Thursday, 10 November 2011 21:32

Dialysis while waiting for a deceased donor transplant. Waiting, waiting…

Written by  Greg Collette
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Earlier this week I received an email from Charlotte, a renal nurse in the UK, telling me about an excellent podcast on RTÉ Radio 1 in Dublin, called Wanted: Kidney.  The podcast is based around Regina Hennelly, a 29-year-old Dublin journalist who has been on PD for two years.  It covers a lot of ground, beginning with Regina’s story: her kidney failure at 25, her experiences on PD; and its primary theme, how it feels waiting in suspended animation for a transplant.  It also talks with other BigD club members, and provides an excellent overview of the state of kidney transplants in Ireland.

It is well worth the 36 minute investment.

[Regina also writes a blog “about dialysis and other curiosities” called This Limbo.  Her profile says it all: Fun-loving non-smoker, social drinker (29), looking for necessary new lease of life.  WLTM healthy kidney who shares her interest in travel without Peritoneal Dialysis machine and her fetish for midriffs without tubes attached.  GSOH in bad times essential. Only kidneys interested in long-term relationship need apply.  (Not being experienced in matching service lingo, I discovered that WLTM means Would Like To Meet and GSOH means Good Sense Of Humour.)  It’s a good read, especially for fellow PDers.]

Talking of transplant waiting, the time obviously varies depending on where the donor kidney is coming from.  There are two sources: living donors (typically family or very good friends) and deceased donors.  I have been lucky enough to have had both.  My wife Julie donated one of her kidneys to me in 1995. Unfortunately because of rejection that kidney only lasted three months.  I received a deceased donor kidney in 2005, which lasted until 2008.

There is quite a workup time for living donors, which can be 12-18 months.  A lot has to happen and I’ll cover this in a later post.

Like in Regina’s podcast, there has been a rash of transplants here (in Victoria) over the last year, from both living and deceased donors.  But the list continues to grow, and the typical waiting time, if there is such a thing, for deceased donors is 2-4 years.

I say if there is a typical waiting time, because it is not just the amount of time you have been on the list, but more importantly, how good a match the donor kidney is.  There lies the rub.  Donor and recipient matching involves testing in three areas: blood type matching, tissue type matching and crossmatching, and you need to pass all three before your position on the list gets you a kidney.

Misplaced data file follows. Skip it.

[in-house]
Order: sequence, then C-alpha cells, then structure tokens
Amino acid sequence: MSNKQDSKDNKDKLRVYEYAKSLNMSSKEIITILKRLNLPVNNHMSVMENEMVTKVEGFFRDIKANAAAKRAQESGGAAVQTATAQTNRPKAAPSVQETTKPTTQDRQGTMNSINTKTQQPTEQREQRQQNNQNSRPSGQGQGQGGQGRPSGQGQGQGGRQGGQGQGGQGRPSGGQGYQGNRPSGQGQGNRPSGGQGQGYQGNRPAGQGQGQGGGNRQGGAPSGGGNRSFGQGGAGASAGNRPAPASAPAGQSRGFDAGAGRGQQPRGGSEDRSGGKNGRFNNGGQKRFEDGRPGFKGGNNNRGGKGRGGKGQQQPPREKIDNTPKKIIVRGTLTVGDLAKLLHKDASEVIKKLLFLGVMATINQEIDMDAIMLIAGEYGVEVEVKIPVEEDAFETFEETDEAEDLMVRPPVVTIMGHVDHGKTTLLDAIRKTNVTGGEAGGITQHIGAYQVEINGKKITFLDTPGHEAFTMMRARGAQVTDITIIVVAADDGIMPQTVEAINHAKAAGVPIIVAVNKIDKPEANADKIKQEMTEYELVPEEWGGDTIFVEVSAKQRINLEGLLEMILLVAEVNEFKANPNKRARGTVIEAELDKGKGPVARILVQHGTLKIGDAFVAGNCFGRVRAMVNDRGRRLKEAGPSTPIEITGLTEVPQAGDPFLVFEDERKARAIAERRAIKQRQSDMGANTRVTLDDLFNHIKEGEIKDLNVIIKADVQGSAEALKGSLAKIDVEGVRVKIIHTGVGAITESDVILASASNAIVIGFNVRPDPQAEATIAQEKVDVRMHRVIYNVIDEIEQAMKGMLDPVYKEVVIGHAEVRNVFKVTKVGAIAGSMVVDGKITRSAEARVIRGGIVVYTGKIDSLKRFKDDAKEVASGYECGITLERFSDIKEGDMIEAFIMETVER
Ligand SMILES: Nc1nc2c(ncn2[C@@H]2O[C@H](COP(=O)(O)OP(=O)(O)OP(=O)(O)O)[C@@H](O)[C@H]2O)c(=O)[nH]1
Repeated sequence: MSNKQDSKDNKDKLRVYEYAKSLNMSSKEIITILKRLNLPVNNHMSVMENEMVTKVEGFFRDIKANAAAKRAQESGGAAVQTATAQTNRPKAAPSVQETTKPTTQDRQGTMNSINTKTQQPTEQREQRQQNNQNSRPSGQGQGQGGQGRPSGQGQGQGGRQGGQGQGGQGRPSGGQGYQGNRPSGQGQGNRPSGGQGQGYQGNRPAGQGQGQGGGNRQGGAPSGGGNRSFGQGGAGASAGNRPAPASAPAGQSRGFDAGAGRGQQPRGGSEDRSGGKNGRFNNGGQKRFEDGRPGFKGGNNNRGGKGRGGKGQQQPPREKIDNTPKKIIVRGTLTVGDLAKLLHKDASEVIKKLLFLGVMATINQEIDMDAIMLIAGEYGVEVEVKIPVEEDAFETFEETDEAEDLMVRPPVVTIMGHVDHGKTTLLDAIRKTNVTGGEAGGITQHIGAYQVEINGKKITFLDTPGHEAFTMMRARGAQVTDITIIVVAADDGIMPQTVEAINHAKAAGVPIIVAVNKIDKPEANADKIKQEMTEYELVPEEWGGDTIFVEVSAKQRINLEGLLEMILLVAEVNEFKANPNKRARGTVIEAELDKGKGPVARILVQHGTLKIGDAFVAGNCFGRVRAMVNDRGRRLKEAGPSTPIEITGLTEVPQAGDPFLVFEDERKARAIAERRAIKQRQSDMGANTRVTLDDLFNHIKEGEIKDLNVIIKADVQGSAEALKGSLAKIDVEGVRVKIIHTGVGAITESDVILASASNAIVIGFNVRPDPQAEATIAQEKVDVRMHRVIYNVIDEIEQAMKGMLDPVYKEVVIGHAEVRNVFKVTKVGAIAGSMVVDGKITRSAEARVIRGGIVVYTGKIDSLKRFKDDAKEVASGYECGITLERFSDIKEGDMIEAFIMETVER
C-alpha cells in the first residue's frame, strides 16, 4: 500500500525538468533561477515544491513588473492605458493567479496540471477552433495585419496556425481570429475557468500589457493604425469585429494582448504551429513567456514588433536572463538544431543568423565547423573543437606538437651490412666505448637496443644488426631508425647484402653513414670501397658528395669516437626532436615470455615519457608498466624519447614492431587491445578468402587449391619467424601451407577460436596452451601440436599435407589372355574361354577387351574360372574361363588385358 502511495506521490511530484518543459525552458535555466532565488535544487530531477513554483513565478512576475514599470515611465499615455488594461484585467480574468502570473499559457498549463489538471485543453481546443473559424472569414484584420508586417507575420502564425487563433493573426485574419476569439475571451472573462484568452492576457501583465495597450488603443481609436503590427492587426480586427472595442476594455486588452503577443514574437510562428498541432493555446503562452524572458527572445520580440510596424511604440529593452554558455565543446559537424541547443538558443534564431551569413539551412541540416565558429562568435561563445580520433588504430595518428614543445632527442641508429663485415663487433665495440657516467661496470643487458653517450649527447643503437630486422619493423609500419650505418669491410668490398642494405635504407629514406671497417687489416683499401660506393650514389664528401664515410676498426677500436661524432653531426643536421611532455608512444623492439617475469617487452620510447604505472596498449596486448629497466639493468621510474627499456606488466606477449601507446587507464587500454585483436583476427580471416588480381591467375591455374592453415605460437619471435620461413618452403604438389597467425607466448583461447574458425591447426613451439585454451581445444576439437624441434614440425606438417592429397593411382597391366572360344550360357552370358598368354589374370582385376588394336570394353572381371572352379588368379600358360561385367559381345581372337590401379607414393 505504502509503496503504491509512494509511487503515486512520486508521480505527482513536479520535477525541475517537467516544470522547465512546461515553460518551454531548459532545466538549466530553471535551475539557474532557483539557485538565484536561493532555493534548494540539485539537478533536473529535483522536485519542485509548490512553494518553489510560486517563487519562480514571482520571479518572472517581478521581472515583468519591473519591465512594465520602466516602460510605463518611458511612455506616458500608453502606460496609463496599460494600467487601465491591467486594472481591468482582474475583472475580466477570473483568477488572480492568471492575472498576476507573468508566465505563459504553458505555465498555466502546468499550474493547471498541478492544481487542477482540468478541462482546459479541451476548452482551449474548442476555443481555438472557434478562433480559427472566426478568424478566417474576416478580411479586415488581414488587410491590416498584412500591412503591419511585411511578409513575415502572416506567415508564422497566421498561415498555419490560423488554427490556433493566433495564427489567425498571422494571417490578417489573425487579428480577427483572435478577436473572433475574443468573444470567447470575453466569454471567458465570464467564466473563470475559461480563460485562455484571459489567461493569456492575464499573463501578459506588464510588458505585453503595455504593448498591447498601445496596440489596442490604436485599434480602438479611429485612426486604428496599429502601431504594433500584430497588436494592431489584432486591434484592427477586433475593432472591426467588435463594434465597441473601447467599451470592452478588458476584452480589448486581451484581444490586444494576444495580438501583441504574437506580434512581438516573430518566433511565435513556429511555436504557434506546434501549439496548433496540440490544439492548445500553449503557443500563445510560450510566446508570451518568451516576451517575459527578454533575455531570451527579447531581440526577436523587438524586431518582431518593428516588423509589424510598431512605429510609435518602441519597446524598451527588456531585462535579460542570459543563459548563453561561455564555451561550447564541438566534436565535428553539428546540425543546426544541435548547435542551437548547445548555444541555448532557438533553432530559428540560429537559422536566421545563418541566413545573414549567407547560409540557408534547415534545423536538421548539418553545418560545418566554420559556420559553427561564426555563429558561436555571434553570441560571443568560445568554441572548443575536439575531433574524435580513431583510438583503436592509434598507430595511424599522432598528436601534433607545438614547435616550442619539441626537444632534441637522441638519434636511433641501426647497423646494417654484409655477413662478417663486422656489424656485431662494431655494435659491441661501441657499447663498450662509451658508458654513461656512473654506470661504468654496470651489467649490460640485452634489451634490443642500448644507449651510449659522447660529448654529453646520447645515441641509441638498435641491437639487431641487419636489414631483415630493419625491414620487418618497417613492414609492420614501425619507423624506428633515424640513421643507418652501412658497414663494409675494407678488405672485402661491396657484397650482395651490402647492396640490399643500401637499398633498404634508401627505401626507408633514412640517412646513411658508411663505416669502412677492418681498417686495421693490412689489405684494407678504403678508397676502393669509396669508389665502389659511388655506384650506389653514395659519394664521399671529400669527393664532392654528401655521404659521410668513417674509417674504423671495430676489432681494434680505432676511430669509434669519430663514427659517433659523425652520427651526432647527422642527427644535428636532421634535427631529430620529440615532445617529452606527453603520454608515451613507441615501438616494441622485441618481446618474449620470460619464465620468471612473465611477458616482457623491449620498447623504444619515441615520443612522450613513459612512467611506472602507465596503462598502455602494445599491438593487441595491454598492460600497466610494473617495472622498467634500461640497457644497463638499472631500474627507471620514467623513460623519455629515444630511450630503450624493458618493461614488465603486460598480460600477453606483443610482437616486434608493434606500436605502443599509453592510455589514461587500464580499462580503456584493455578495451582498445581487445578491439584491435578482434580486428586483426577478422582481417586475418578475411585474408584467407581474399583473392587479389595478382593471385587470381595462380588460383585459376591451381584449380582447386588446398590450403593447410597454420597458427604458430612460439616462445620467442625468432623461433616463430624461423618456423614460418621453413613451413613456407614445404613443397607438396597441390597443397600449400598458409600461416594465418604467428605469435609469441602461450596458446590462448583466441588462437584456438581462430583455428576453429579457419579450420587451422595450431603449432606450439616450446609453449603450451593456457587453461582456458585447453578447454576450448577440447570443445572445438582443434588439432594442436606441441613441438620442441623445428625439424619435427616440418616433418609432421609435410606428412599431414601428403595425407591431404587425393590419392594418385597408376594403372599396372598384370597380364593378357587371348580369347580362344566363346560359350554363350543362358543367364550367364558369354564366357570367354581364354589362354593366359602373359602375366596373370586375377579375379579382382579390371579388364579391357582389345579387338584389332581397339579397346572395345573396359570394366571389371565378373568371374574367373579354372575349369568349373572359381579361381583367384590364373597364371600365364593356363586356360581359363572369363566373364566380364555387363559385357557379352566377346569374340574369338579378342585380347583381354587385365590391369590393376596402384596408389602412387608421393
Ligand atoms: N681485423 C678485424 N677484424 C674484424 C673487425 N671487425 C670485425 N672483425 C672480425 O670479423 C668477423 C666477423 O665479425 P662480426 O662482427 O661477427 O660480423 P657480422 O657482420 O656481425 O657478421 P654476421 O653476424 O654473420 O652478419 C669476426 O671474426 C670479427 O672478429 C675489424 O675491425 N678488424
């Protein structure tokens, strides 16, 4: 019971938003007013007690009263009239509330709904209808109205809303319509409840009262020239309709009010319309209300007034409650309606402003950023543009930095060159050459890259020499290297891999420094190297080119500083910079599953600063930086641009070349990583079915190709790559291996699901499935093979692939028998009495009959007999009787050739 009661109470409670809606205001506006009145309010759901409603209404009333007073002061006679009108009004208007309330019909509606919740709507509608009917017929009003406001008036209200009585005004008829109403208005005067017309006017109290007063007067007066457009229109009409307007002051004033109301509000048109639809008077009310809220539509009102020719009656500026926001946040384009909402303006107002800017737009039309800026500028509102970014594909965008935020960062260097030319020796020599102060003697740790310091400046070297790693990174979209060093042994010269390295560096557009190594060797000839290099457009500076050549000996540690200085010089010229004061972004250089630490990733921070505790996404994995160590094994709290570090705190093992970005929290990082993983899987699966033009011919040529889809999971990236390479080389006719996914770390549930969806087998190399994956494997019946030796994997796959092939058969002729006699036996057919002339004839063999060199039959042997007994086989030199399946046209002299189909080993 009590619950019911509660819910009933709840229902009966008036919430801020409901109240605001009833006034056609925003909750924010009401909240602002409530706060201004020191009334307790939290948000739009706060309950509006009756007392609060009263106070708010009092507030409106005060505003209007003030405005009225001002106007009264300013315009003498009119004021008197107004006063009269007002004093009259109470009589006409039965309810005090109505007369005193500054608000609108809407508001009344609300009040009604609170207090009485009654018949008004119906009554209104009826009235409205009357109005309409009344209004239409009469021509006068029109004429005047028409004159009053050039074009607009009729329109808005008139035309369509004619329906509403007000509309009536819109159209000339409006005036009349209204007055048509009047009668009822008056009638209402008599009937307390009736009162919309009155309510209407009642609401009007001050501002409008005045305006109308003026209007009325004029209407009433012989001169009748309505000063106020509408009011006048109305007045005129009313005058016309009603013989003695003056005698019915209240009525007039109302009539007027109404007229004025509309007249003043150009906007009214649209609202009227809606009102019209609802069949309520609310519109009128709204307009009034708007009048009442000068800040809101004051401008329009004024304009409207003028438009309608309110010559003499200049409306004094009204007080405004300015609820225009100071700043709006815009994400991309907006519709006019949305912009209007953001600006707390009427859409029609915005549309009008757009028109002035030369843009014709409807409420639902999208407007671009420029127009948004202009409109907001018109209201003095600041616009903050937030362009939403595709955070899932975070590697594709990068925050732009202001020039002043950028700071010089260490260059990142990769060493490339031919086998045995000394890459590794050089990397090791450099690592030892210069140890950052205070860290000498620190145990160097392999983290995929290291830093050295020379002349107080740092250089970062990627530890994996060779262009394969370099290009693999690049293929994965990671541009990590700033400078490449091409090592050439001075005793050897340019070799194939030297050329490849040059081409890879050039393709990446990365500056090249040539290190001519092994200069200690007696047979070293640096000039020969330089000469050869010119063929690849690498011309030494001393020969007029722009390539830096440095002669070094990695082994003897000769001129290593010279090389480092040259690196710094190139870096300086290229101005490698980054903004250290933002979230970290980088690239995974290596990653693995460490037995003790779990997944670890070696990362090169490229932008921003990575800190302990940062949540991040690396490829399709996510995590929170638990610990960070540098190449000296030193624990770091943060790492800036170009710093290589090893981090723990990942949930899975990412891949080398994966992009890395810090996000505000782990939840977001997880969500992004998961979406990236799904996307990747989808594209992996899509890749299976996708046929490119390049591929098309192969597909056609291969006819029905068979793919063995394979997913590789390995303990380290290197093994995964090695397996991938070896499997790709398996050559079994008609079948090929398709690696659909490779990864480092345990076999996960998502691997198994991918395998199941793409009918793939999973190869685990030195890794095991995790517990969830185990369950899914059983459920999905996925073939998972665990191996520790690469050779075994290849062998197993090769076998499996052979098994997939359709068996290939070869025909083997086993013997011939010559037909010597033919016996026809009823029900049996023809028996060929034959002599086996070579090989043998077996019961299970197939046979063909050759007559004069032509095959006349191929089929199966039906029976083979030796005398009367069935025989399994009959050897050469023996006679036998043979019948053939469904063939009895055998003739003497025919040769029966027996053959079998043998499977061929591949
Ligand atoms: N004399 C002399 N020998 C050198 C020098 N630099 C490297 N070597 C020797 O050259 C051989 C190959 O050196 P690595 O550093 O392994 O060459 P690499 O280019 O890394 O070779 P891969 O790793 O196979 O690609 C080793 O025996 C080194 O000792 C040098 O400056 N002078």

Blood type matching is straight forward: a recipient with blood type O can receive a kidney only from a donor with blood type O; a recipient with blood type A may receive a kidney from a recipient with blood type O or A; a recipient with blood type B can receive a kidney from a donor with blood type O or B; and a recipient with blood type AB can receive a kidney from a person of any blood type.

If the blood types match, the next tests are for tissue type.  For kidney transplants, there are at least six specific blood and tissue types, called antigens, which define how well you may be compatible with a donor.  The best compatibility is a six-antigen match.  This match, which occurs 25 percent of the time between brothers and sisters having the same mother and father, also occurs from time-to-time in a random fashion in the general population.  As the number of antigen matches fall, so the outlook for a long-term transplant falls.  This outlook can be improved with a greater (and sometimes heroic) use of anti-rejection drugs, but these have their associated, cumulative and usually unpleasant side effects.

If you pass tissue type matching, the final crossmatch test mixes donor and recipient cells and serum to determine whether your body will attempt to reject the kidney.  The test outcome is either positive or negative: a positive crossmatch means that you have responded to the donor and that the transplant should not be carried out; a negative crossmatch means that you have not responded to the donor and therefore transplantation should be safe.

So, in summary, the deceased donation transplant process works like this:

  • You provide regular (usually monthly) blood samples to your transplant hospital/blood service. Then, when
  • A kidney becomes available to your transplant hospital
  • If your name is at or near the top of the waiting list (based on the time you have been waiting)
  • The transplanting hospital/blood service will check that your blood type matches the donor’s
  • If OK, they will test your tissue type compatibility
  • If acceptable, they will crossmatch your cells with the donor’s
  • If there is a negative crossmatch,
  • They will offer you the kidney.

Then the fun begins, and it’s usually worth the wait.



Greg Collette

Greg Collette

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